A star runner, soccer player and basketball player for Trinity Christian Academy, junior Brynne Lytle is not exactly surprising anyone these days with her accomplishments.
But when she broke the girls’ basketball team’s all-time scoring record Nov. 19, she was about the last person in the gym to know. A couple late points against Crockett County put the point guard past the 1,053 points Ashley Thompson finished with in 2004, and an announcement was made to the crowd.
Lytle was oblivious to all of it.
“After the game [TCA head coach Matt Coble] was like ‘Congratulations, Brynne, you broke the scoring record,'” Lytle said Tuesday. “I was like, WHAT?!”
More important now, though, is the immediate future of Trinity basketball and how Lytle and her teammates can positively influence it.
The Lady Lions (5-3), ranked 12th in the Sun’s Dirty Dozen, should get an idea of their position when they open District 15-A play at 6 p.m. Friday against defending Class A state champion Middleton. The Lady Tigers, ranked second in the Dirty Dozen, haven’t lost this season or last.
Able to score with both jump shots and drives to the basket, Lytle is TCA’s best weapon. But the other Lady Lions must play well for the team to be a district and region title contender, just as they had to play well for Lytle to become such a scoring threat.
“I might have scored the points, but that doesn’t mean I got the record by myself. My teammates make me awesome passes, they set screens, they do all of these things,” Lytle said. “And I might get the points, but they might have made the play to get it there. So that’s what’s most special to me, that my teammates trust me to score the ball.”
Trinity has no seniors, so a junior class of four who have played together since seventh grade has the opportunity to shape TCA’s identity. Joining Lytle in the group are Ansley Ross, Tiffany Turner and Hannah Bratton.
Ross encourages teammates deliberately and is “a good friend to everyone,” Lytle explains. Turner can stay positive when others are concerned or discouraged. Lytle trusts Bratton, whom she views as smart academically and athletically, to make the right decisions for the team.
“We’ve kind of been thrust into the role of the captains and who all the younger girls are looking up to this year,” Lytle said. “So we’ve been challenging each other to incorporate the attributes of a true leader in our game and off the court, in the locker room and in the classroom.”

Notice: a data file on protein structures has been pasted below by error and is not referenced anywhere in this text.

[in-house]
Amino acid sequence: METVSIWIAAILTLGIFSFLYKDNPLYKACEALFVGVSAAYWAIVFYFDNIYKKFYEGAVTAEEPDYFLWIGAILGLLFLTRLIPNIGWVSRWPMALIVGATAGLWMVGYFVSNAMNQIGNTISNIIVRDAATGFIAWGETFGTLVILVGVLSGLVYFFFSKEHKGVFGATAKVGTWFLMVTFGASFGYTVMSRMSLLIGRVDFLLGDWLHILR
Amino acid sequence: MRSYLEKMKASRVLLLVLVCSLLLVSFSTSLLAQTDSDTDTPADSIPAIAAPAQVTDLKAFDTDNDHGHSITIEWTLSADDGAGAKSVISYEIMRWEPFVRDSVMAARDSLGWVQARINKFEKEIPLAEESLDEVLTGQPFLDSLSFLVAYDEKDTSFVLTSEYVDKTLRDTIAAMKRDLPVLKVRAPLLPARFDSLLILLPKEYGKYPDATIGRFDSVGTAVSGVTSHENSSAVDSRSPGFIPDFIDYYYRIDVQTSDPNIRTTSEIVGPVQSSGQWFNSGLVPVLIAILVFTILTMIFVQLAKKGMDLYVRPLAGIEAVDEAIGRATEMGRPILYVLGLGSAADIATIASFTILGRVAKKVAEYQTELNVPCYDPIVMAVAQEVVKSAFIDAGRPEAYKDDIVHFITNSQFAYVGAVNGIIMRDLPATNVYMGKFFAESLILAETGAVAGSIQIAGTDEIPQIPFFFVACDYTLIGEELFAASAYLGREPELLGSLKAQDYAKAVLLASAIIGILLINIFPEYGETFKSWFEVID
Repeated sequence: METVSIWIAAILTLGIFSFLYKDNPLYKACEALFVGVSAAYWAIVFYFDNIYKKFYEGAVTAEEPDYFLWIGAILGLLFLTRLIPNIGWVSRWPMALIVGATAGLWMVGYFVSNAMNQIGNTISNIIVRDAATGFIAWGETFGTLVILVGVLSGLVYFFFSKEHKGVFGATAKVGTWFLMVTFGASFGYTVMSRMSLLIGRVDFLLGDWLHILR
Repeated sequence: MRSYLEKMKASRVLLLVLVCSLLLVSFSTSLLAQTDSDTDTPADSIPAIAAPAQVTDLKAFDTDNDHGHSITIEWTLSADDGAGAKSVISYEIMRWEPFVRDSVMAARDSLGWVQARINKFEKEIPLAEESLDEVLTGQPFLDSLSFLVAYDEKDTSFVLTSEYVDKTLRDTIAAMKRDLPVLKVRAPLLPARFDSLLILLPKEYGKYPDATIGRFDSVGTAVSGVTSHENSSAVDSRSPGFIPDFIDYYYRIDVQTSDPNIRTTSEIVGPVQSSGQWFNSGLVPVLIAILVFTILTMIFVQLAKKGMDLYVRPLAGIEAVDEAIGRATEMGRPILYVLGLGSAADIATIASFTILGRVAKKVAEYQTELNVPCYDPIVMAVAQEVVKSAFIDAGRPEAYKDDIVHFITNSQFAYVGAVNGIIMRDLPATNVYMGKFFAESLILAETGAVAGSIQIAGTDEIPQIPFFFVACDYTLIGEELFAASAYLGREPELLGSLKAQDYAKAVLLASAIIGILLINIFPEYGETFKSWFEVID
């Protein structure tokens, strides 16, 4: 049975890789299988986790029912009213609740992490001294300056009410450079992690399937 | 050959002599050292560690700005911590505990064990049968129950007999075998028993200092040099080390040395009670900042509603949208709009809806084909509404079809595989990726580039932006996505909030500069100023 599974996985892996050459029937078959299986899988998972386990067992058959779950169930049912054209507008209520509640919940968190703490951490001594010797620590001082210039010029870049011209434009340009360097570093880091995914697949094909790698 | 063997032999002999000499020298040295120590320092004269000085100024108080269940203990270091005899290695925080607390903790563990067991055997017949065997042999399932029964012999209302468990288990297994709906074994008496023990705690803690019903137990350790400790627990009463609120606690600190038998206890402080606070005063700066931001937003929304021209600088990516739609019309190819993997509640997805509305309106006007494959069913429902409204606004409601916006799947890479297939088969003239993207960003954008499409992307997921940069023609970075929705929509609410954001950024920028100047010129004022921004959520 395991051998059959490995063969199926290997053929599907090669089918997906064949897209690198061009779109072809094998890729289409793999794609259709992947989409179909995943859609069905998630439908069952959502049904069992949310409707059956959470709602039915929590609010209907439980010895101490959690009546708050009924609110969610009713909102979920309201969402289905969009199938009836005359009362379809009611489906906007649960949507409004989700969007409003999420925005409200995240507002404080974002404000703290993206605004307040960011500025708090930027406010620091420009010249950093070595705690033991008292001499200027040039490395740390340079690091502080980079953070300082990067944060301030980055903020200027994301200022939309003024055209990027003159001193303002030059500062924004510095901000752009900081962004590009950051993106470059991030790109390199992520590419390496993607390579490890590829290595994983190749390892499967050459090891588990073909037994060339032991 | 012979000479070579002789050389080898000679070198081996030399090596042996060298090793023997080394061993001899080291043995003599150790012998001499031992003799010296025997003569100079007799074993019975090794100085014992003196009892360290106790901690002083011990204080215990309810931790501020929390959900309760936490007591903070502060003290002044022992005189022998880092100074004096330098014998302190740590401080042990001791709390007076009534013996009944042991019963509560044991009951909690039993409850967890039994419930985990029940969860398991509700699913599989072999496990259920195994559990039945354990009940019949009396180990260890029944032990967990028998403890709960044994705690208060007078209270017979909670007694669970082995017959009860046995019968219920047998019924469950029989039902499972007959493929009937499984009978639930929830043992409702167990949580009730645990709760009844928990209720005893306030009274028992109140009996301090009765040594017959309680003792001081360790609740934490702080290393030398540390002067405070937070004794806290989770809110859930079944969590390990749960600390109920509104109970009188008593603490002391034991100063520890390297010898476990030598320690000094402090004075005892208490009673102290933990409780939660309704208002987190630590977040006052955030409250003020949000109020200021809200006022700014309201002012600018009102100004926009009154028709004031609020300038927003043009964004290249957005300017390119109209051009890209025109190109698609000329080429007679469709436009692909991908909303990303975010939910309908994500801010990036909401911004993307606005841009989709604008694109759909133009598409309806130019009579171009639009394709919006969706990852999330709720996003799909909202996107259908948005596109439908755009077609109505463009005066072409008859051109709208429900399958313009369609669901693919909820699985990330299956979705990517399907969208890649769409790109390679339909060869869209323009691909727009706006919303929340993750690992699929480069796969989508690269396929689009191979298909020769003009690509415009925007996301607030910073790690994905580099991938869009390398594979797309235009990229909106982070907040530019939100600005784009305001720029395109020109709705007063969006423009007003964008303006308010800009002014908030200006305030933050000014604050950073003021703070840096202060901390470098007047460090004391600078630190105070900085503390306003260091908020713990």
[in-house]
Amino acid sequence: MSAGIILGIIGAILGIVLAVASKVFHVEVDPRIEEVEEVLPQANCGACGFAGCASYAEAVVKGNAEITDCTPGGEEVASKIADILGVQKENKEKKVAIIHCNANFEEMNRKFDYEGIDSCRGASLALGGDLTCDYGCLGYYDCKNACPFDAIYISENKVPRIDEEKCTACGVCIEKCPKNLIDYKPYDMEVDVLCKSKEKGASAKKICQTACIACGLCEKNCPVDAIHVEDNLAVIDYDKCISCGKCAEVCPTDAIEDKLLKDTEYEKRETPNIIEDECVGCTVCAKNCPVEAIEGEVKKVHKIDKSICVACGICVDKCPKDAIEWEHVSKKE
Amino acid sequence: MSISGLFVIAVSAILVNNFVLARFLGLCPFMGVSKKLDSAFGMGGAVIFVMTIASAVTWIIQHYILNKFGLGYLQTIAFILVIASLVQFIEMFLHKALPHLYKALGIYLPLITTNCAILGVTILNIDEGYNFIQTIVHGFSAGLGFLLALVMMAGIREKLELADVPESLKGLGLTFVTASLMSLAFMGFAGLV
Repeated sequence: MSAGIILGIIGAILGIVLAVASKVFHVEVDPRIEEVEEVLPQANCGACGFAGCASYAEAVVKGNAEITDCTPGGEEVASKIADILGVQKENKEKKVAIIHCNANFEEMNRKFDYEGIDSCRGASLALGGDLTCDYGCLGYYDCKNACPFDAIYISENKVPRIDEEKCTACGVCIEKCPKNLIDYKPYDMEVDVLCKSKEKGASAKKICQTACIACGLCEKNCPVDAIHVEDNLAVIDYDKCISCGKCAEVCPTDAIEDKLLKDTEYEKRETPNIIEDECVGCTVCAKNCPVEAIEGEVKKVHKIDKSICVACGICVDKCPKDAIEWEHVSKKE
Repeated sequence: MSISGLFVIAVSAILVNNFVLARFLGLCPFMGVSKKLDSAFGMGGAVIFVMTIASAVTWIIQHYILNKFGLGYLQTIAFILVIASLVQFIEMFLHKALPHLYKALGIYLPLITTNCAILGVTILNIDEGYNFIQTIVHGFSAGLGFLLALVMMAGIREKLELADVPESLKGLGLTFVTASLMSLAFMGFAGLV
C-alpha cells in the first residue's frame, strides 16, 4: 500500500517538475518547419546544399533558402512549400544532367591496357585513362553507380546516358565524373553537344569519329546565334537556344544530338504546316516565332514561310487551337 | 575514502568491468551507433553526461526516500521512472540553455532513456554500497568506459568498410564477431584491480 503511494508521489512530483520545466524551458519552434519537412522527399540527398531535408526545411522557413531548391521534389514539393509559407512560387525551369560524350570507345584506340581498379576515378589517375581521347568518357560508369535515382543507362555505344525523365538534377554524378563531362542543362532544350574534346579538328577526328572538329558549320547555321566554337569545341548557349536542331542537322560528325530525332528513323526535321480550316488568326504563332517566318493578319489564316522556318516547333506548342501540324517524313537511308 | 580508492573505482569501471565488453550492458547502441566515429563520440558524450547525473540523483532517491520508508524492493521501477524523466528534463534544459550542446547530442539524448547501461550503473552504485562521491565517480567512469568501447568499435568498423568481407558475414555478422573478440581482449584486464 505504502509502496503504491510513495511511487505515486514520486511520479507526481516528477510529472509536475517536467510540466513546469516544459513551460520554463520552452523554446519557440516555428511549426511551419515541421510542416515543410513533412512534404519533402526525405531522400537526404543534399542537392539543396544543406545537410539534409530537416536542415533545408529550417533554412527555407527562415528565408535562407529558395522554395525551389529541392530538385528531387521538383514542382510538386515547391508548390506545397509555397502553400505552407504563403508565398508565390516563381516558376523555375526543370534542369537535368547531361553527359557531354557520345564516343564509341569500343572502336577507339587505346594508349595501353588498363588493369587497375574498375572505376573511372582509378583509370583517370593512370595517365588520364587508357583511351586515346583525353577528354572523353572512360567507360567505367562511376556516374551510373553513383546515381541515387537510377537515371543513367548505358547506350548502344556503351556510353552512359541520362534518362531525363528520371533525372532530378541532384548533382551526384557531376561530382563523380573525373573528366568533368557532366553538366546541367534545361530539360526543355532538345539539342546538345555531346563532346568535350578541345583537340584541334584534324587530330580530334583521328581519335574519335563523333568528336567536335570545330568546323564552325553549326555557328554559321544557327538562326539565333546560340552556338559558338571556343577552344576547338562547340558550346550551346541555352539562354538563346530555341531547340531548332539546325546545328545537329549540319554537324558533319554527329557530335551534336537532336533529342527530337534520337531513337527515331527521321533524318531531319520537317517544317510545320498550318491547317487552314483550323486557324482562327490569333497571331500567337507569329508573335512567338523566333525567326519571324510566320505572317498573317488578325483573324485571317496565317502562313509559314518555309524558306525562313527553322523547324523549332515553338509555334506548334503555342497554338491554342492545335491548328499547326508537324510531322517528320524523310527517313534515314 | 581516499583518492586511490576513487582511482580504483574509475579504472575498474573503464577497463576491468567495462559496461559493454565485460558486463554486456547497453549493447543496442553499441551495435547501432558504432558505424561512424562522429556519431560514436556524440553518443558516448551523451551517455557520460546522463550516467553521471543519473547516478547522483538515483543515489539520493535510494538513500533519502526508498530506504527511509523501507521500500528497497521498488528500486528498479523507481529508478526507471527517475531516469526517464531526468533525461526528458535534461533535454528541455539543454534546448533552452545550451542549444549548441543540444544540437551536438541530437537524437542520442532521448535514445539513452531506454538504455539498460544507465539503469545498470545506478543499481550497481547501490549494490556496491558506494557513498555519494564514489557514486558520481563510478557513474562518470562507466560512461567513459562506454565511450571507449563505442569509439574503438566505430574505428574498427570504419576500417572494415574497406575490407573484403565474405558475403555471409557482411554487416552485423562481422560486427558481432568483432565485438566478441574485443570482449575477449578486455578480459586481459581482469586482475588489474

In big moments, Lytle is the leader. Two days after breaking the record, she scored 42 points in a 68-60 overtime win over West Carroll.
And though Lytle is a multi-sport athlete, basketball is a year-round endeavor for her. She wants to improve her 3-point shooting and get better driving to the basket from the left, and she regularly works on her skills at the school or church gyms and at home.
She has played travel ball since third grade and currently plays on the Nashville Select team with locals like USJ’s Anna Jones and Chester County’s Paige Pipkin, a UT Martin commit. At 5-feet-6-inches, Lytle lacks those girls’ height but is not afraid to challenge defenders near the basket and gets a lot of her points that way.
“I know I’m small now but I used to be, like, really, really small. So I couldn’t really go in there with the big girls,” Lytle said. “But I’ve gotten to where I can finish the basket and get a foul, and I think developing that element of my game has gotten me to where I am.”
District 15-A produced two of Class A’s eight state girls’ tournament participants last year in Middleton and Riverside. (Middleton eliminated TCA last year in the region semifinals.)
Middleton lost top guard Averyale Joy, now at Northwest Mississippi Community College. Riverside lost most of its core players, including Freed-Hardeman’s Bree Linton.
“I think this year’s district is probably anyone’s game,” Lytle said.
Trinity doesn’t have the girls’ basketball history of some of its district rivals or other local neighbors. The Lady Lions take pride in their previous work and seek more reason to believe in themselves.
“I don’t think at the beginning of the season we were as confident,” Lytle said. “But as we look at all the stuff we’ve accomplished so far compared to seasons past, I think it’s really helped everyone’s mindset to believe that, Hey, just because we’re Trinity doesn’t mean we can’t accomplish some of the things the bigger-name schools do.”
Lytle can’t remember what kind of shot she hit to break the scoring record. Her focus isn’t on that, anyway, but instead on helping this year’s team make serious postseason advancement and improve the reputation of TCA girls’ basketball.
That would be something to remember.
Craig Thomas, 425-9634